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Musical Meld of Arts and Spirituality

July 29, 1993|ANNE LOUISE BANNON

St. Augustine said that when one sings, one prays twice.

Robert Rios, director of the Turiya Institute, would probably agree.

"We're a nonprofit group that is exploring the commonality between the arts and spirituality," Rios said. "Through the media, we share the spiritual beauty of music."

The institute is having its 10th annual open house and piano students' recital Saturday in Sierra Madre.

Rios said that he is not interested in ramming religion down anyone's throat.

"It's totally universal," he said of the multi-faith organization. "We have everything from fundamentalist Christians to Buddhists."

The more immediate object of the institute is to teach young people how to play the piano, which Rios does in the Sahridaya Studio in Sierra Madre and the Kamala Studio in Orange County. Students from both studios will be represented in Saturday's recital, which will include students from the Fern Rogers Studio.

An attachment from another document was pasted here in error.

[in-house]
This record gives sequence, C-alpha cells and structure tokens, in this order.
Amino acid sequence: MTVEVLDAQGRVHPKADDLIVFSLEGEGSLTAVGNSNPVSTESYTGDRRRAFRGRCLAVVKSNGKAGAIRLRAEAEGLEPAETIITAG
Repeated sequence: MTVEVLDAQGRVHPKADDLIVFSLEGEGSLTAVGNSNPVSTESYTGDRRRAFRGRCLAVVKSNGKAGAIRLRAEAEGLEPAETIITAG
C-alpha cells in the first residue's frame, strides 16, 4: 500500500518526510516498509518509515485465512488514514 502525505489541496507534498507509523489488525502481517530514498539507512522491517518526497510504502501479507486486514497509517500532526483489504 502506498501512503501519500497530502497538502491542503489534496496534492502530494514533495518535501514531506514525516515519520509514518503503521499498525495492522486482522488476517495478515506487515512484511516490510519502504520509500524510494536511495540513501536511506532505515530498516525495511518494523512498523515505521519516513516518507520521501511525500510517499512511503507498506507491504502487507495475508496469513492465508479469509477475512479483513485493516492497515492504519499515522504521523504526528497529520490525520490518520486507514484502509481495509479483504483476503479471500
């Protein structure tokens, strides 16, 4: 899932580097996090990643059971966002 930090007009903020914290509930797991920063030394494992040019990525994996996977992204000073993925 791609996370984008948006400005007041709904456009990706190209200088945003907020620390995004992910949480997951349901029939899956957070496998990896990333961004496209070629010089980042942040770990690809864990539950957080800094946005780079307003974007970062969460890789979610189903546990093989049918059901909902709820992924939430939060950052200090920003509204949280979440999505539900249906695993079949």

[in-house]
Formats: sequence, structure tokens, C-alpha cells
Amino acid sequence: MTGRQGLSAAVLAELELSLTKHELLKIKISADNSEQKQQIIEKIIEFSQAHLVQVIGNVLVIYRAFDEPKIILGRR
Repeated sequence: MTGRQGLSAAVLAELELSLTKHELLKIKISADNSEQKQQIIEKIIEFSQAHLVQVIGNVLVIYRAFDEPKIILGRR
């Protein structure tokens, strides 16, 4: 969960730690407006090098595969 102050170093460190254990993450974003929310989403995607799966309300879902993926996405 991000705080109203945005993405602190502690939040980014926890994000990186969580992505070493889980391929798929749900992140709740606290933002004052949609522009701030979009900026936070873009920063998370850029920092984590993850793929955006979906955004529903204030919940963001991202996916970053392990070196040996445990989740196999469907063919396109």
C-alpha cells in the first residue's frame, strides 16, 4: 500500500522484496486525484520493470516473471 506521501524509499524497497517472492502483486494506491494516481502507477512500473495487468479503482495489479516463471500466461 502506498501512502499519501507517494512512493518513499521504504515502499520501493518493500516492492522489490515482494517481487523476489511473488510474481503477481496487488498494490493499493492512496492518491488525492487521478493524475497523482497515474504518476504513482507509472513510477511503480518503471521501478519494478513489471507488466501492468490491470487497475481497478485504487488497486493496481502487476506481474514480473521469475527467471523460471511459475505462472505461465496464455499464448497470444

The recital will feature original works by some of the students. Creating music is "the most spiritual part of the entire program," Rios said. "They (the students) hold up this piece after working on it six to 12 months and they say, 'This is mine.' It's never been heard before in the whole universe."

This year, 30 students, ranging in age from 5 to 22 years, will play short pieces, including works by Bach, Alexander Scriabin and Alberto Ginastera.

"Every year, we have a contemporary composer, and an unknown or neglected or unheard composer. Then, of course, there's always Bach," Rios said.

The free recital will be from 2 to 4 p.m. at the Bethany Church, 93 N. Baldwin Ave. The open house will follow at the Sahridaya Studio, 170 E. Alegria Ave.

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